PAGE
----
The world is increasingly paying attention to Bangladesh for its spectacular economic success. Yet there are many who lament that the country is falling behind in terms of good governance. Hasan Ferdous looks at this proverbial glass half-full/half-empty syndrome.
Shashi Tharoor, my former boss at the United Nations, recently enthusiastically endorsed Bangladesh's economic gains which have taken it past both India and Pakistan in terms of per capita income. Tharoor, who grew up in Calcutta and speaks Bangla, has always had a soft spot for Bangladesh. In 2019, on the occasion of the centenary of Rabindranath Tagore's visit to Sylhet, an event not many people in Bangladesh itself noticed, he penned a tribute to Bangladesh calling it 'one of the most steeped in literature and culture'. Hence, it was no surprise to see him tooting Bangladesh's economic success.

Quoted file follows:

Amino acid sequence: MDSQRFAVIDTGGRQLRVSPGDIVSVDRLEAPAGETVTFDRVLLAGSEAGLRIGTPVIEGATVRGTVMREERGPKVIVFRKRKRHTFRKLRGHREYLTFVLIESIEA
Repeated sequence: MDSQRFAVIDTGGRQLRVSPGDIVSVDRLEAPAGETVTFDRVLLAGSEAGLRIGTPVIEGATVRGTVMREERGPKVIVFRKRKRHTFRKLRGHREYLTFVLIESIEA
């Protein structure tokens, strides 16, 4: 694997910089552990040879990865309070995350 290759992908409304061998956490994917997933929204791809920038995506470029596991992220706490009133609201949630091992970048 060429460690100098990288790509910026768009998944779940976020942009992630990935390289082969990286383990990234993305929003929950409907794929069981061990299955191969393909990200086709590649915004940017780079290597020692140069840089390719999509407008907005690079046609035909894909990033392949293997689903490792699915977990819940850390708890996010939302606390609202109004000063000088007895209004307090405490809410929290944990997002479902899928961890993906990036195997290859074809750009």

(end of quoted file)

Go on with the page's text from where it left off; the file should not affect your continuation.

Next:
In a tweet widely shared among his followers, he noted Bangladesh's GDP per capita has grown by 9% over the past year, rising to $2,227. By comparison, India's is $1,947, and Pakistan's $1,543. The information he cited came from an article that was published in Bloomberg News, a US-based news site best known for its economic reporting. Its lead columnist Mihir Sharma, using key economic indicators, including GDP growth and public debt-to-GDP ratio, called Bangladesh South Asia's standout star. He surmised, both India and Pakistan have much to learn from their once-poorer neighbor.